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Now a sizable business, Google Apps (GOOG) will no longer be provided for free to groups of 10...

Now a sizable business, Google Apps (GOOG) will no longer be provided for free to groups of 10 users or less. Google charges $50/users/year to paid business users, who get customer support and 25GB inboxes for their trouble. Sources tell the WSJ Google is now generating ~$1B/year from Apps, used by 5M businesses, and mapping software sales. This has made it a headache for Microsoft's (MSFT) Office cash cow, though many large enterprises remain loyal to it. Office 2013's subscription pricing seems to have Google in mind.
Comments (8)
  • Transcripts&10-K's
    , contributor
    Comments (692) | Send Message
     
    Anytime somebody talks about Google Apps impact on Office, just remember these few things: Bing has more market share than Google Apps in their respective U.S. markets (by industry estimates), has been around for a shorter period of time, and is essentially targeting Google's ENTIRE business (Office is big for Microsoft, but isn't all that they do); it's funny that even with that being know, I can't remember the last time I saw a post about Bing being a "headache" for Google...
    7 Dec 2012, 09:56 AM Reply Like
  • SA Editor Eric Jhonsa
    , contributor
    Comments (753) | Send Message
     
    1. Microsoft had MSN/Live search before it created Bing. In that sense, it wasn't entirely new.

     

    2. A big chunk of Bing's gains come from the Yahoo deal. Which, from Google's standpoint, simply meant one rival was replaced with another.

     

    3. Most importantly, Bing's international market share is a small fraction of its U.S. share. And its mobile share is also tiny.
    7 Dec 2012, 10:05 AM Reply Like
  • Transcripts&10-K's
    , contributor
    Comments (692) | Send Message
     
    I was referring to Bing stand-alone share, which is at 16%; as I noted, this is a U.S. number. Add in the Yahoo piece (as you suggest), and Bing-powered search moves to the high 20's. Care to venture a guess on Google's peneration? Microsoft quantified it as "hardly noticeable".

     

    Adjusted for the write-down of aQuantive, MBD (which encompasses more than just Office) was about 55% of MSFT's operating income in the most recent fiscal year; Google's business is just a bit more concentrated, wouldn't you say?

     

    I simply think these numbers should be in context, that's all; I've yet to see any mention of Bing being a "headache" for Google, despite the fact that it appears their respective impact on the incumbent's business is more meaningful (or at least pretty comparable to one another).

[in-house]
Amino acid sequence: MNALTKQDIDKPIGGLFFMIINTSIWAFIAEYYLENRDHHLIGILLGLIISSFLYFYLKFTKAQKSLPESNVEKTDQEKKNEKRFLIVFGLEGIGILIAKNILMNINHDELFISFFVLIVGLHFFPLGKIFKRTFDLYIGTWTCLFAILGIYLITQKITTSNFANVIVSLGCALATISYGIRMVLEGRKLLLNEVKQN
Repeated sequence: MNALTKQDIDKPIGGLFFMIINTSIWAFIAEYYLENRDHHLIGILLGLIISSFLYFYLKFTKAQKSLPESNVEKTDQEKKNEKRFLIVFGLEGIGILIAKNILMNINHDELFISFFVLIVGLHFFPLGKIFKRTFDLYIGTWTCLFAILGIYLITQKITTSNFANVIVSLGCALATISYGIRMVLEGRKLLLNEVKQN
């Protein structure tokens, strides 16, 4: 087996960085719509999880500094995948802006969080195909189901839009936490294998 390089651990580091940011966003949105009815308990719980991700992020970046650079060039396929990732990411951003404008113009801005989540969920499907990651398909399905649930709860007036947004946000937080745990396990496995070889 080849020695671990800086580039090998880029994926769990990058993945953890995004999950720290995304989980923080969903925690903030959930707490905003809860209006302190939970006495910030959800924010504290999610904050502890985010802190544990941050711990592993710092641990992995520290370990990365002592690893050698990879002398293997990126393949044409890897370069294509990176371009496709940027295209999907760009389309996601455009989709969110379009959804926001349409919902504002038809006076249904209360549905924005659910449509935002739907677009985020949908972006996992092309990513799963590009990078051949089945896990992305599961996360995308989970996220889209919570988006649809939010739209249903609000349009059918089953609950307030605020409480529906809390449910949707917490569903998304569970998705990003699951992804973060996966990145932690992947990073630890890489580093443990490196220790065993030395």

If Google Apps took 16% of the market, I think we would be hearing a whole lot about it (a Garnter 2010 estimate pegged Gmail's share of enterprise email at under 1% - with the math suggesting that gains since then bring the total to 2-3% at most...)
    7 Dec 2012, 10:41 AM Reply Like
  • SA Editor Eric Jhonsa
    , contributor
    Comments (753) | Send Message
     
    I think you could arguably call Bing/Yahoo a headache for Google. They are forcing Google to innovate some. But I wouldn't call them a growing headache. StatCounter's data suggests global share gains have been very limited. And with mobile quickly cannibalizing PC search, they could soon reverse.

     

    http://bit.ly/TJDzgF

     

    Regarding Google Apps, its impact on Office doesn't just relate to market share, but also pricing. Microsoft has definitely been getting more aggressive with its Office subscription pricing, particularly for home and SMB users.
    7 Dec 2012, 10:58 AM Reply Like
  • Transcripts&10-K's
    , contributor
    Comments (692) | Send Message
     
    Once again, looking at US data (where Bing is focusing most intently on); in terms of Bing not growing, the data disagrees - comscore pegs the growth since 2009 at about 7 share points (from 9 to 16).

     

    The pricing comment could certainly use some numbers - the numbers suggest that the pricing continues to be driving solid financial results...
    7 Dec 2012, 11:18 AM Reply Like
  • SA Editor Eric Jhonsa
    , contributor
    Comments (753) | Send Message
     
    Google gets over half its revenue from international markets. Thus, if we're debating how much of a "headache" Bing is to them, it's necessary to look at both its domestic and international impact.

     

    Microsoft is offering Office 2013 for $100/year to home users and $150/year to small businesses, with support for 5 PCs, 25GB of SkyDrive, and mobile devices. They're clearly getting more aggressive to head off the cloud threat.
    7 Dec 2012, 11:31 AM Reply Like
  • Transcripts&10-K's
    , contributor
    Comments (692) | Send Message
     
    This is true, just over half; obviously Bing's presence internationally is much smaller as bourne out in the market data. As I noted, the market sizes (in term of the company's business) are comparable at roughly half (harder to tease out Office piece as % of MBD, but we know US for Google is high-40's); again, talking about 2-3% market share compared to upper teens...

     

    When you say clearly getting more aggressive, how so? Do you mean cheaper? If I buy a computer and keep it for five years, that certainly doesn't appear to be true based on the pricing presented...

     

    Here's some pricing data from PC World that differs from what you seem to be implying:

     

    http://bit.ly/WO7WQw
    7 Dec 2012, 11:41 AM Reply Like
  • jammerculture
    , contributor
    Comments (391) | Send Message
     
    Google apps: no project, visio, active directory, exchange, access, sql, onenote.

     

    Not even in same league as Office suite.

     

    When did it become cool for computers to do less?
    7 Dec 2012, 07:22 PM Reply Like
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